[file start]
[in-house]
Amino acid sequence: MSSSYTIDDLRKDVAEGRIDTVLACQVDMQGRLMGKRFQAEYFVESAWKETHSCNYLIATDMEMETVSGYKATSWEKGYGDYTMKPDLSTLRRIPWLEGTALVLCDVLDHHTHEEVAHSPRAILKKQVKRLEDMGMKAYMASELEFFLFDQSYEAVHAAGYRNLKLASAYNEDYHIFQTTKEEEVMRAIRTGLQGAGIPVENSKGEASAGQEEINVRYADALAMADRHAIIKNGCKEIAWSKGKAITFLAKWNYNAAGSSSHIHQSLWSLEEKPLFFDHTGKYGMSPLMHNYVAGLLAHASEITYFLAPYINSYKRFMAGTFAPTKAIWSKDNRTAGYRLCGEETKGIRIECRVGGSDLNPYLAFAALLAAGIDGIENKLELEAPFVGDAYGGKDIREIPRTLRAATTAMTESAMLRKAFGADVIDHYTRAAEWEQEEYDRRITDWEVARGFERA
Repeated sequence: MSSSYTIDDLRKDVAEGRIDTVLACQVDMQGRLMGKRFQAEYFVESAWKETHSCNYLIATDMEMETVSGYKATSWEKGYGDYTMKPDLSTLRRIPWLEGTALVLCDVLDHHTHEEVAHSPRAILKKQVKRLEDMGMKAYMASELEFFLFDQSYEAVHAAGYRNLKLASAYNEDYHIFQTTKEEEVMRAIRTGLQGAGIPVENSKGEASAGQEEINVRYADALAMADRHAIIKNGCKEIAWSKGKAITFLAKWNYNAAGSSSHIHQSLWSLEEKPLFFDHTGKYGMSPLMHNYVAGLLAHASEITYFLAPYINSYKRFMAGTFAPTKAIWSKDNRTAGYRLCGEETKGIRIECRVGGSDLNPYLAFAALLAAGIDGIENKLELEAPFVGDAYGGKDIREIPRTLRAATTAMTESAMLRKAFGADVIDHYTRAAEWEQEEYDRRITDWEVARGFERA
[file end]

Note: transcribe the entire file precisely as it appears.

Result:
[in-house]
Amino acid sequence: MSSSYTIDDLRKDVAEGRIDTVLACQVDMQGRLMGKRFQAEYFVESAWKETHSCNYLIATDMEMETVSGYKATSWEKGYGDYTMKPDLSTLRRIPWLEGTALVLCDVLDHHTHEEVAHSPRAILKKQVKRLEDMGMKAYMASELEFFLFDQSYEAVHAAGYRNLKLASAYNEDYHIFQTTKEEEVMRAIRTGLQGAGIPVENSKGEASAGQEEINVRYADALAMADRHAIIKNGCKEIAWSKGKAITFLAKWNYNAAGSSSHIHQSLWSLEEKPLFFDHTGKYGMSPLMHNYVAGLLAHASEITYFLAPYINSYKRFMAGTFAPTKAIWSKDNRTAGYRLCGEETKGIRIECRVGGSDLNPYLAFAALLAAGIDGIENKLELEAPFVGDAYGGKDIREIPRTLRAATTAMTESAMLRKAFGADVIDHYTRAAEWEQEEYDRRITDWEVARGFERA
Repeated sequence: MSSSYTIDDLRKDVAEGRIDTVLACQVDMQGRLMGKRFQAEYFVESAWKETHSCNYLIATDMEMETVSGYKATSWEKGYGDYTMKPDLSTLRRIPWLEGTALVLCDVLDHHTHEEVAHSPRAILKKQVKRLEDMGMKAYMASELEFFLFDQSYEAVHAAGYRNLKLASAYNEDYHIFQTTKEEEVMRAIRTGLQGAGIPVENSKGEASAGQEEINVRYADALAMADRHAIIKNGCKEIAWSKGKAITFLAKWNYNAAGSSSHIHQSLWSLEEKPLFFDHTGKYGMSPLMHNYVAGLLAHASEITYFLAPYINSYKRFMAGTFAPTKAIWSKDNRTAGYRLCGEETKGIRIECRVGGSDLNPYLAFAALLAAGIDGIENKLELEAPFVGDAYGGKDIREIPRTLRAATTAMTESAMLRKAFGADVIDHYTRAAEWEQEEYDRRITDWEVARGFERA